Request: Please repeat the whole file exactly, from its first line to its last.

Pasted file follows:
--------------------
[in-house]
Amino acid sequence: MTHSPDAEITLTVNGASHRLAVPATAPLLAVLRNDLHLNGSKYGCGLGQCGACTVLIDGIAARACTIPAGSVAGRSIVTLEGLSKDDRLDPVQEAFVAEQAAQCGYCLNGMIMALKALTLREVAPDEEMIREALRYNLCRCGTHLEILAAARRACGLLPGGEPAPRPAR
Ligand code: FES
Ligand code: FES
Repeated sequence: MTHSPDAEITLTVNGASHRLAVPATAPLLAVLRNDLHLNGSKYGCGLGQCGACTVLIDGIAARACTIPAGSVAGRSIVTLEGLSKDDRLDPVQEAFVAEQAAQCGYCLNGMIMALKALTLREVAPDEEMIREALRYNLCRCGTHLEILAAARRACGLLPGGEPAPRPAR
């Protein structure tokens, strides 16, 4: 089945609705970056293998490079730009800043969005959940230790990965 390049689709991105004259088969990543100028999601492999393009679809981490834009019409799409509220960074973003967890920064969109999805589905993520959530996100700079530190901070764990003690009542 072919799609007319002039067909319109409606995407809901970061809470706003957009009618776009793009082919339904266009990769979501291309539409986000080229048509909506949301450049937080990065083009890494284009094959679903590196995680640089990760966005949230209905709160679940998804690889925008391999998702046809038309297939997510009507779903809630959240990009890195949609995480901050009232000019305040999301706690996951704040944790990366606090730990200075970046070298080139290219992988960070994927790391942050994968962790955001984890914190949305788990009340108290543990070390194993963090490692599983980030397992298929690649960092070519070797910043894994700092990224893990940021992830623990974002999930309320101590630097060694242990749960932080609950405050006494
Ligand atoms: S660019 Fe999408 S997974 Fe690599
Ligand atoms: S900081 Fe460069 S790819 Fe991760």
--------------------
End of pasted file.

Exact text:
[in-house]
Amino acid sequence: MTHSPDAEITLTVNGASHRLAVPATAPLLAVLRNDLHLNGSKYGCGLGQCGACTVLIDGIAARACTIPAGSVAGRSIVTLEGLSKDDRLDPVQEAFVAEQAAQCGYCLNGMIMALKALTLREVAPDEEMIREALRYNLCRCGTHLEILAAARRACGLLPGGEPAPRPAR
Ligand code: FES
Ligand code: FES
Repeated sequence: MTHSPDAEITLTVNGASHRLAVPATAPLLAVLRNDLHLNGSKYGCGLGQCGACTVLIDGIAARACTIPAGSVAGRSIVTLEGLSKDDRLDPVQEAFVAEQAAQCGYCLNGMIMALKALTLREVAPDEEMIREALRYNLCRCGTHLEILAAARRACGLLPGGEPAPRPAR
């Protein structure tokens, strides 16, 4: 089945609705970056293998490079730009800043969005959940230790990965 390049689709991105004259088969990543100028999601492999393009679809981490834009019409799409509220960074973003967890920064969109999805589905993520959530996100700079530190901070764990003690009542 072919799609007319002039067909319109409606995407809901970061809470706003957009009618776009793009082919339904266009990769979501291309539409986000080229048509909506949301450049937080990065083009890494284009094959679903590196995680640089990760966005949230209905709160679940998804690889925008391999998702046809038309297939997510009507779903809630959240990009890195949609995480901050009232000019305040999301706690996951704040944790990366606090730990200075970046070298080139290219992988960070994927790391942050994968962790955001984890914190949305788990009340108290543990070390194993963090490692599983980030397992298929690649960092070519070797910043894994700092990224893990940021992830623990974002999930309320101590630097060694242990749960932080609950405050006494
Ligand atoms: S660019 Fe999408 S997974 Fe690599
Ligand atoms: S900081 Fe460069 S790819 Fe991760």